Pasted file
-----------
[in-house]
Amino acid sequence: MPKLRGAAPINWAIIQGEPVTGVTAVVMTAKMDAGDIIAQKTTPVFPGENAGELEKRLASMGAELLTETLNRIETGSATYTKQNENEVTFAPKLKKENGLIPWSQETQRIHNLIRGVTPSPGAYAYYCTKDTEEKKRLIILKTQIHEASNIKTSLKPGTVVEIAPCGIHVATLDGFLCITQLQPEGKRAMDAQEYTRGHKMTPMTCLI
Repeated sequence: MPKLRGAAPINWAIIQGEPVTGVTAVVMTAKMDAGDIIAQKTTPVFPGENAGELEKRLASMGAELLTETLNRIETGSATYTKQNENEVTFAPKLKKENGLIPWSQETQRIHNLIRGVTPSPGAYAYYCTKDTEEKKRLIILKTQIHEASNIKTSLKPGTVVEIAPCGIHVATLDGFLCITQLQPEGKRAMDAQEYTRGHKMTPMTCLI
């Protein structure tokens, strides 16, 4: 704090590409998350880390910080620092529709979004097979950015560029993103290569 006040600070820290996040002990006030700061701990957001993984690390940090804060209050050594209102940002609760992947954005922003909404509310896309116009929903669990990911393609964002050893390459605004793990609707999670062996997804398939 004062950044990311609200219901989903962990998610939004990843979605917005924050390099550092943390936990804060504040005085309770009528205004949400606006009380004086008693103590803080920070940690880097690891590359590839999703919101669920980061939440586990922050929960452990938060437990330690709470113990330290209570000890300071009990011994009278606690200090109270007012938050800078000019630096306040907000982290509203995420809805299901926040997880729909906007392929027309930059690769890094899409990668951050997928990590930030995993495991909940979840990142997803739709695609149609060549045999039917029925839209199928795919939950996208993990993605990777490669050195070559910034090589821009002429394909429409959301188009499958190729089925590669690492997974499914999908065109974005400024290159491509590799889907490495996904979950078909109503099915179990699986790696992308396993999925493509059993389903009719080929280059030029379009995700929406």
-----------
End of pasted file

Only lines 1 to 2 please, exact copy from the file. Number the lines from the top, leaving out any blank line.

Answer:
[in-house]
Amino acid sequence: MPKLRGAAPINWAIIQGEPVTGVTAVVMTAKMDAGDIIAQKTTPVFPGENAGELEKRLASMGAELLTETLNRIETGSATYTKQNENEVTFAPKLKKENGLIPWSQETQRIHNLIRGVTPSPGAYAYYCTKDTEEKKRLIILKTQIHEASNIKTSLKPGTVVEIAPCGIHVATLDGFLCITQLQPEGKRAMDAQEYTRGHKMTPMTCLI